Amy Berman is a nurse and a nationally recognized expert in senior care. She’s also a cancer patient with Stage 4 inflammatory breast cancer. In a recent Washington Post editorial, she explains that advance planning and end-of-life discussions have saved her life, even as she faces a terminal prognosis.
For Berman, that began with a decision to focus on palliative care. In other words, she and her doctors are more interested in making the rest of her life as enjoyable and painless as possible, as opposed to employing extreme treatment options that may or may not make any difference but that would almost certainly leave her feeling less than her best.
As Berman puts it, it’s about her quality of life, not quantity of days.
Palliative care isn’t always the right focus. It’s a personal choice and a highly diagnosis-dependent one. But Berman says you need to have an honest conversation with open-minded doctors (and get second opinions) to make sure you’re embarking on the best course.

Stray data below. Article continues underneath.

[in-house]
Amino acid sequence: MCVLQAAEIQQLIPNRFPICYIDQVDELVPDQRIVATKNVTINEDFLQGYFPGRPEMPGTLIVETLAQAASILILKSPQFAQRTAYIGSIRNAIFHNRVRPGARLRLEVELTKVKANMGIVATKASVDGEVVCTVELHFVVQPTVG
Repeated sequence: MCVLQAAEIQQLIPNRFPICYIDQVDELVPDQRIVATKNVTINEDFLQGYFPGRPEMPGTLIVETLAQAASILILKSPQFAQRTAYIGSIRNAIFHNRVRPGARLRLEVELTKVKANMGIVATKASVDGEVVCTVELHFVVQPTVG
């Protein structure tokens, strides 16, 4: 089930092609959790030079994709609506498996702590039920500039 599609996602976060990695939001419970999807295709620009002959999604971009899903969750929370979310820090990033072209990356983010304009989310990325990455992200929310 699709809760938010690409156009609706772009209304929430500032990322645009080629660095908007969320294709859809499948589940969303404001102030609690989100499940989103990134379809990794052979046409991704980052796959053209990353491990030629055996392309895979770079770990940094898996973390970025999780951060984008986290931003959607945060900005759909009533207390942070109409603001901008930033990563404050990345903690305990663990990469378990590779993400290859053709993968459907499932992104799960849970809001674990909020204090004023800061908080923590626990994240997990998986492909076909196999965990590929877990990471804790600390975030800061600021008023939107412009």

But advance planning doesn’t stop in the doctor’s office. There’s a lot you can do on the legal side of things, too.
“High-quality advance-care planning discussions help people like me understand their options and make their wishes known,” Berman writes. “They can identify a surrogate to make decisions when they are unable to, and they can document their preferences in their medical records. These discussions — which should be ongoing, not just one-time — can revisit decisions in the face of new challenges…”
Wills, trusts, healthcare directives, and power of attorney are documents that all Americans should have in place, not just those living with end-stage cancer or other terminal diagnoses.
If you’d like help preparing for your own future, my Middlesex County estate planning attorney services can help. It’s never too early to talk about how you’ll handle those final chapters in life — in fact, it’s even better to have that conversation when “the end” is still a long way away! Give me a call today.